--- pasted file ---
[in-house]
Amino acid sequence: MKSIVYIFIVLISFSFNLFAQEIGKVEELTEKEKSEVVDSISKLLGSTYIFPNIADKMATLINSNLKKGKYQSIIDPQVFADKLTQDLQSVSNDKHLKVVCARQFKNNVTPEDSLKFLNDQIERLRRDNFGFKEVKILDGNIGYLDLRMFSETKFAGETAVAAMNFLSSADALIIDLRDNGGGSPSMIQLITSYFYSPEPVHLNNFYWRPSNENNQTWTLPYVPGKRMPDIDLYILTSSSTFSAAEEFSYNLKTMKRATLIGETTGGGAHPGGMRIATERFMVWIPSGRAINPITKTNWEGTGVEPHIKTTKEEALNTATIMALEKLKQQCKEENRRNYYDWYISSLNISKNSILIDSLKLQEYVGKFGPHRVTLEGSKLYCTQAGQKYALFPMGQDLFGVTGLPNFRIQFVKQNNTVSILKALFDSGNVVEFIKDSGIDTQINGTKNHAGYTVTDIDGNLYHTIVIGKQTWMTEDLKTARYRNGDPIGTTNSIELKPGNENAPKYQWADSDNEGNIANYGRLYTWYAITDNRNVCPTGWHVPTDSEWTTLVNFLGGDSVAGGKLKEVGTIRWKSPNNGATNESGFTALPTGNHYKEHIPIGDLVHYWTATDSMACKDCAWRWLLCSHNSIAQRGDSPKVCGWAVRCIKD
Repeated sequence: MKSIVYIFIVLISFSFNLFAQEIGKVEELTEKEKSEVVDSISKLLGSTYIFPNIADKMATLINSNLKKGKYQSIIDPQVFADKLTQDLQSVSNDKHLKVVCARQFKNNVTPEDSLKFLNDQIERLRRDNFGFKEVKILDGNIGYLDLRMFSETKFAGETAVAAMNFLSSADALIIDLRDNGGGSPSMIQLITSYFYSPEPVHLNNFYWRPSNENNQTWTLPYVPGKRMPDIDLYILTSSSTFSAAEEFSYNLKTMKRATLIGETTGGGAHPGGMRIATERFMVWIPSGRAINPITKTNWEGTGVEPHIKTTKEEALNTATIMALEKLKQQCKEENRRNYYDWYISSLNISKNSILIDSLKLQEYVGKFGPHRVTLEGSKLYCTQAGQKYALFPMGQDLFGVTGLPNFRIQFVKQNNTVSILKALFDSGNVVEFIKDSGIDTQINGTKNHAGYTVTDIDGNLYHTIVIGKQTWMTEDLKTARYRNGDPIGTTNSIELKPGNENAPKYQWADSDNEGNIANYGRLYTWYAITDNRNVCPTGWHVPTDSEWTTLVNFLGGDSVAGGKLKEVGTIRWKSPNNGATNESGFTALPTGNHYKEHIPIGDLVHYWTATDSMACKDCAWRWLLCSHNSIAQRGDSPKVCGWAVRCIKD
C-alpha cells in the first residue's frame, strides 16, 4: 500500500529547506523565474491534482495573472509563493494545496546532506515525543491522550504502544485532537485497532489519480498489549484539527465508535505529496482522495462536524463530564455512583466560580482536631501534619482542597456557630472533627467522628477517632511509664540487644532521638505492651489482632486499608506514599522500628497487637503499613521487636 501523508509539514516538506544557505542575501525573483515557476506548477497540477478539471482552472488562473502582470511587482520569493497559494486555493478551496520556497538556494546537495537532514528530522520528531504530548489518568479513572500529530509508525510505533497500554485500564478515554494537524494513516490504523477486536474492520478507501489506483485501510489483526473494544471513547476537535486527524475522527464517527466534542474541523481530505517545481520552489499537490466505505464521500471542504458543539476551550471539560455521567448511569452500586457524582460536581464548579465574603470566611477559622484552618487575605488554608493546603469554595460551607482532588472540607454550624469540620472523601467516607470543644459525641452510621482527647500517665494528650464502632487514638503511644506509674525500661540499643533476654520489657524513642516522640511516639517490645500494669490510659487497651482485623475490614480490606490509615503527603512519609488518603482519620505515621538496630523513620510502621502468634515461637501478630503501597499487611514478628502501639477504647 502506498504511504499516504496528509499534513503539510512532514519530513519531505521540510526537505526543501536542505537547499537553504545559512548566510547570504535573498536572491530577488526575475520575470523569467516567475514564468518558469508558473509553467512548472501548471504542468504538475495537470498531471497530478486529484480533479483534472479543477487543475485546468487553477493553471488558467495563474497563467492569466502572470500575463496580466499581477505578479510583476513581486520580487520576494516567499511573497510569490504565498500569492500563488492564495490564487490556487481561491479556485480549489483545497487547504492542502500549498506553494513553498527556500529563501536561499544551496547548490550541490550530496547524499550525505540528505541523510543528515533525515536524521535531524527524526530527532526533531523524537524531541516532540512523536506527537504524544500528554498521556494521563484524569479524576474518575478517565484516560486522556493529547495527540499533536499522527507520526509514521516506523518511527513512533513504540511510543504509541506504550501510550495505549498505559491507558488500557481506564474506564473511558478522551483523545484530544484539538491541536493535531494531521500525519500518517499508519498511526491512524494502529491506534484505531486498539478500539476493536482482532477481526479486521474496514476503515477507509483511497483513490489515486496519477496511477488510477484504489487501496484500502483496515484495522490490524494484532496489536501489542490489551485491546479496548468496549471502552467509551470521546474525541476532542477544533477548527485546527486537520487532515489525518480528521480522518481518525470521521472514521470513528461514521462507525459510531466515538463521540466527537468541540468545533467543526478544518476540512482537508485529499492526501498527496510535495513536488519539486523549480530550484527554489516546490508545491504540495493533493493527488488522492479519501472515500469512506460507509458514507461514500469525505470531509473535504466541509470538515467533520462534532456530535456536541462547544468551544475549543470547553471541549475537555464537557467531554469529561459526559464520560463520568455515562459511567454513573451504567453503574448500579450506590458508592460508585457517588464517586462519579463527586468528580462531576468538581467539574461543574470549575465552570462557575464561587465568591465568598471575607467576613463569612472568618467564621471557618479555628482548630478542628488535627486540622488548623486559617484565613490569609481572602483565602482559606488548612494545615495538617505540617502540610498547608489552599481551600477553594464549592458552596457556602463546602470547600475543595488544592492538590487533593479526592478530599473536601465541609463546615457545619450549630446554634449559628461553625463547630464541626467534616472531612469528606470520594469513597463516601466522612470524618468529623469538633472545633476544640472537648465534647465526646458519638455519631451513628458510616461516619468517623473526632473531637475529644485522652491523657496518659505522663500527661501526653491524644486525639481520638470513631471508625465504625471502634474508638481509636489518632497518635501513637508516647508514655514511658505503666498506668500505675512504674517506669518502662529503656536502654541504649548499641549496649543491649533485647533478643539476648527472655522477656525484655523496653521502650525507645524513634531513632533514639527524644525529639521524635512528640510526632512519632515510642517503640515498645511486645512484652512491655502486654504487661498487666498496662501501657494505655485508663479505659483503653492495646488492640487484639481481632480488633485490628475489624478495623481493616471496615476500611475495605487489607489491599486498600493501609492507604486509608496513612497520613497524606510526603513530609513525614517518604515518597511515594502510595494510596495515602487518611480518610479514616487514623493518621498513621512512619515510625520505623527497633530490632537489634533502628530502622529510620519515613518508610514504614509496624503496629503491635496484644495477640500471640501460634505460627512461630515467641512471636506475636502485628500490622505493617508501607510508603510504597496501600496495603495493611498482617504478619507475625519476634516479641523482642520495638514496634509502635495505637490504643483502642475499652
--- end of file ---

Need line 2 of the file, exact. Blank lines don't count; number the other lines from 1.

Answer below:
Amino acid sequence: MKSIVYIFIVLISFSFNLFAQEIGKVEELTEKEKSEVVDSISKLLGSTYIFPNIADKMATLINSNLKKGKYQSIIDPQVFADKLTQDLQSVSNDKHLKVVCARQFKNNVTPEDSLKFLNDQIERLRRDNFGFKEVKILDGNIGYLDLRMFSETKFAGETAVAAMNFLSSADALIIDLRDNGGGSPSMIQLITSYFYSPEPVHLNNFYWRPSNENNQTWTLPYVPGKRMPDIDLYILTSSSTFSAAEEFSYNLKTMKRATLIGETTGGGAHPGGMRIATERFMVWIPSGRAINPITKTNWEGTGVEPHIKTTKEEALNTATIMALEKLKQQCKEENRRNYYDWYISSLNISKNSILIDSLKLQEYVGKFGPHRVTLEGSKLYCTQAGQKYALFPMGQDLFGVTGLPNFRIQFVKQNNTVSILKALFDSGNVVEFIKDSGIDTQINGTKNHAGYTVTDIDGNLYHTIVIGKQTWMTEDLKTARYRNGDPIGTTNSIELKPGNENAPKYQWADSDNEGNIANYGRLYTWYAITDNRNVCPTGWHVPTDSEWTTLVNFLGGDSVAGGKLKEVGTIRWKSPNNGATNESGFTALPTGNHYKEHIPIGDLVHYWTATDSMACKDCAWRWLLCSHNSIAQRGDSPKVCGWAVRCIKD